Rep. Dan Crenshaw, R-Texas, a day after apologizing for calling opponents of House Speaker Kevin McCarthy “terrorists” during the heated debate over last week’s speaker election, was bypassed to head the key House Homeland Security Committee, with the spot going to House Freedom Caucus member Rep. Mark Green, R-Tenn.
The panel provides oversight on the Department of Homeland Security, whose secretary, Alejandro Mayorkas, has come under fire in recent months for his handling of the U.S.-Mexico border. The committee also handles issues that deal with illegal immigration and terrorism, reported The New York Post.
Crenshaw last week told CNN that a group of about 20 Freedom Caucus members who had been holding back their votes from McCarthy in exchange for concessions on rules for the House were “enemies” who “made it clear they prefer a Democrat agenda than a Republican.”
Later in the day, Crenshaw told Fox News Radio host Guy Benson that “we cannot let the terrorists win,” while talking about the holdouts.
Green was not one of the holdouts and had voted for McCarthy each time in the 15 ballots.
Crenshaw on Sunday said he was a “little taken aback” by the backlash to his comments, and said he wanted to “sincerely apologize” to his colleagues.
“I don’t want them to think I actually believe they’re terrorists,” he said. “It’s clearly a turn of phrase that you use in what is an intransigent negotiation.”
Green, after winning the coveted chairmanship, tweeted Monday that he’s looking forward to working with Crenshaw, a fellow veteran. Green also promised that the committee will hire at least one staff member who would be posted at the border to work with U.S. Customs and Border Protection and other agencies.
Meanwhile, several other GOP lawmakers who wouldn’t support McCarthy’s election as House Speaker are reaping rewards that not only included rules changes but with assignments to key committee positions, reported The Washington Examiner.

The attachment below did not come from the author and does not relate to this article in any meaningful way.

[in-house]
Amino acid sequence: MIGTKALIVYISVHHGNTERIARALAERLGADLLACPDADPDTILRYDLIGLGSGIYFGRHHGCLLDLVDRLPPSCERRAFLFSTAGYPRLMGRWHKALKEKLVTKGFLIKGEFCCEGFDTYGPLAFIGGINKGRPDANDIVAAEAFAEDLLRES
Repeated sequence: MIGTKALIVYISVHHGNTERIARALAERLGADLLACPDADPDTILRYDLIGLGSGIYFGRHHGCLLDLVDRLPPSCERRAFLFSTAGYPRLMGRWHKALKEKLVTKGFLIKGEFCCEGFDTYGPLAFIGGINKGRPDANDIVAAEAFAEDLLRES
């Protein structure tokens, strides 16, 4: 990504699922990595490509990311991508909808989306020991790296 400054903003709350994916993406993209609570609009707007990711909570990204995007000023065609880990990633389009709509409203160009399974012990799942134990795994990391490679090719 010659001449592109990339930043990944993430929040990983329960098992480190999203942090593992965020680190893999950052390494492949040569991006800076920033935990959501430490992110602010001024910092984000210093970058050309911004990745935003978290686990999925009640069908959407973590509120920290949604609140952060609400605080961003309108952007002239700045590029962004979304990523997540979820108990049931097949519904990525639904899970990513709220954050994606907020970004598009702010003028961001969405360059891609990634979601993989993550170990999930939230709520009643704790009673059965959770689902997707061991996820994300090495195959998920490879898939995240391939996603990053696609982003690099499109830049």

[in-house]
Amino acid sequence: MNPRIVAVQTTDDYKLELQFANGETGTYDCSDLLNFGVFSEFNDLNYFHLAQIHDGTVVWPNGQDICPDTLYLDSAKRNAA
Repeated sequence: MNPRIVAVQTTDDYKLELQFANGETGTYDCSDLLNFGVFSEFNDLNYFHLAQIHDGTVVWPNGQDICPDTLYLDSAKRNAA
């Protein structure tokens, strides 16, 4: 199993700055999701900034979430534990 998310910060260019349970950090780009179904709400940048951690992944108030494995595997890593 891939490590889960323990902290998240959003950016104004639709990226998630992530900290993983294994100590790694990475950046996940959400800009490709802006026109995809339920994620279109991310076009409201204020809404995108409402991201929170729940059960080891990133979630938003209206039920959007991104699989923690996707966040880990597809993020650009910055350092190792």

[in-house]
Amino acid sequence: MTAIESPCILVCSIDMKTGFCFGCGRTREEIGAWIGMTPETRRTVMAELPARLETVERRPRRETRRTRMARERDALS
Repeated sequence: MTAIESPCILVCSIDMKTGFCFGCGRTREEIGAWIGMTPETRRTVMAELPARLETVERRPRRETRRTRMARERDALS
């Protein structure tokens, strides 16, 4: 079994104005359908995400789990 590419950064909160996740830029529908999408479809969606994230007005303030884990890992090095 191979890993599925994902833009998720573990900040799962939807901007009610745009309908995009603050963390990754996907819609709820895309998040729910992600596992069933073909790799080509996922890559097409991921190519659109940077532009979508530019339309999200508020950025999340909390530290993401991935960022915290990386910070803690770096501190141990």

Rep. Byron Donalds, R-Fla., whose name was thrown in as speaker and who joined conservatives to oppose McCarthy in some of the early rounds of voting, was assigned to the House Steering Committee. He had confirmed receiving a seat on the committee during the negotiations process.
The committee makes determinations concerning committee assignments for House members, and the House Freedom Caucus had demanded more representation on the committee for several months before the speaker vote.
McCarthy had told Freedom Caucus members that he will seat three of them on the House Rules Committee, which determines when and if bills will come to the House floor for consideration. Those seats had not been determined as of Monday afternoon.
Unconfirmed reports suggest that Rep. Matt Gaetz, R-Fla., one of the anti-McCarthy leaders, might get to head a subcommittee under House Armed Services, and that Rep. Lauren Boebert, R-Colo., also an anti-McCarthy leader, could be assigned to the House Judiciary Committee.
McCarthy’s conservative backers also are expected to get high-ranking spots, including Rep. Jim Jordan, R-Ohio, who is likely to land the leadership of the Select Subcommittee on the Weaponization of the Federal Government.
Rep. Marjorie Taylor Greene, R-Ga., might also be returning to congressional committees after Democrats and some of her GOP colleagues stripped her from membership during the last Congress.
Greene and Jordan are members of the Freedom Caucus.
Meanwhile, Rep. Mike Rogers, R-Ala., who had to be restrained on the floor Friday while arguing with Gaetz, said Monday he will step down from the House Steering Committee, but on Monday afternoon told Politico he will remain on the committee after calls from House members to stay.
Gaetz and Rogers appeared on Sunday to let the heated moment slide, with Gaetz tweeting that he believes they will work “wonderfully” together and that there should not be any reprisals.
Rogers responded that he regrets losing his temper and that he appreciates “Matt’s kind understanding.”
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